“The seaweed industry in the UK has the potential to thrive and support a range of businesses. Farming of seaweed could contribute towards different ecosystem services.”
Ocean Film Awards 2022: Help Our Kelp
Saturday sees the return of the annual Sidmouth SeaFest:
And this year’s theme at the SeaFest is ‘kelp’:
The VGS news pages have also been looking at this recently:
The government’s own marine science blog has also been looking at seaweed:
A history of production and a renewed interest
Posted by: Elisa Capuzza, Posted on: 5 May 2022
In the UK, seaweeds have been used for centuries as a food, feed, and soil enricher, playing an important role, particularly for island communities. Around 600 species of seaweed can be found along the UK shore, with brown seaweed, such as kelp and wracks, representing the most abundant seaweed type. However, the size of the seaweed industry and the scale of production in the UK have been fluctuating with peaks and troughs throughout the centuries.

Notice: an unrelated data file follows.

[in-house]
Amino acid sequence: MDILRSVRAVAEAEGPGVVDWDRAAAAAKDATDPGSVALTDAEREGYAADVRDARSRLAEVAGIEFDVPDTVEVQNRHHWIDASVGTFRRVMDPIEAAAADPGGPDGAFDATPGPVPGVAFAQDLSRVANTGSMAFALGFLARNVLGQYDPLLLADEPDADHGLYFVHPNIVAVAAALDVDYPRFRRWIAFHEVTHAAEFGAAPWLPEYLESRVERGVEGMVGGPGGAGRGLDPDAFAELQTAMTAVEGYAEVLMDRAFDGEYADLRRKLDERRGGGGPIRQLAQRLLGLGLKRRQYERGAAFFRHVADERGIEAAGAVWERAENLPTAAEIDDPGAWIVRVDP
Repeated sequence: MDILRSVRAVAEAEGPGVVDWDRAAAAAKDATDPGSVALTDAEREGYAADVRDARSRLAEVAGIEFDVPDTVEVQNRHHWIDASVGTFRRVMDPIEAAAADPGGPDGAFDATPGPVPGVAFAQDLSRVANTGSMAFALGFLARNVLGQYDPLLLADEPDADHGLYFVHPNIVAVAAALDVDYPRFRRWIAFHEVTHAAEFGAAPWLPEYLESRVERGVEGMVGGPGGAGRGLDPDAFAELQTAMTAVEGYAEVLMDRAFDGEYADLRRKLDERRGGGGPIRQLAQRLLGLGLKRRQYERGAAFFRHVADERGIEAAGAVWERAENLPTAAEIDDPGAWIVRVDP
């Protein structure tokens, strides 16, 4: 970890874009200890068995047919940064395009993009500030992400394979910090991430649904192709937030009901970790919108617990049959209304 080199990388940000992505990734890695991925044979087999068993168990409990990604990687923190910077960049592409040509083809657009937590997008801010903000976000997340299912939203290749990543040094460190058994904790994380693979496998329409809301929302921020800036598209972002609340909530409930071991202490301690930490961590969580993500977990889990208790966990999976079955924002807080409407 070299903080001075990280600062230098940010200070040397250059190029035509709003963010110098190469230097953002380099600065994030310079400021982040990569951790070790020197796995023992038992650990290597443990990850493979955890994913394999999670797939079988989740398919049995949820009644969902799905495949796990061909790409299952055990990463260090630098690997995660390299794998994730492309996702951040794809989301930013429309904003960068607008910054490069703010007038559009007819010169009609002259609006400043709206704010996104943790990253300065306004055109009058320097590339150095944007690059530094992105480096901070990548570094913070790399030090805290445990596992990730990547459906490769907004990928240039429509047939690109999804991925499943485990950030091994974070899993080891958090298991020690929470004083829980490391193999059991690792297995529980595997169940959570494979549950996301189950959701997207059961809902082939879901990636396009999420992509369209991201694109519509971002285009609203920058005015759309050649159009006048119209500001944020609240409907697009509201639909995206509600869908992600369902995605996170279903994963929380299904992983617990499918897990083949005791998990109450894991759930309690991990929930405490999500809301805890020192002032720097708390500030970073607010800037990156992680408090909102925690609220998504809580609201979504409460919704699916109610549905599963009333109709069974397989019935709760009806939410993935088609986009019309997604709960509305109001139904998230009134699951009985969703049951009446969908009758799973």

For example, during the peak production of the 17th-18th centuries, brown seaweeds were burned to produce soda ash, used in glass and soap production and for bleaching linen. Kelp kilns and kelp houses are still visible today, reminders of the thousands of tons of seaweed that were processed annually.
A growing number of seaweed-businesses and products
Brown seaweed such as kelp and wrack species, e.g. Fucus and Saccharina, and red seaweed such as dulse (Palmaria palmata) and laver (Porphyra spp.) are other important species produced or used by UK businesses.
Future perspectives and challenges for the UK seaweed industry
The seaweed industry in the UK has the potential to thrive and support a range of businesses. Farming of seaweed could contribute towards different ecosystem services, such food provisioning and regulating services. However, for the industry to grow and realise this vision, several knowledge gaps and challenges remain and need to be addressed.
And there’s been a lot of interest in the issues of late:
From Washington state:
From the Seaweed Academy in Oban and the Cornish Seaweed Company:
From the pioneering seaweed farm SeaGrown in Scarborough:
And from the University of Plymouth – where they’ve just won a film prize: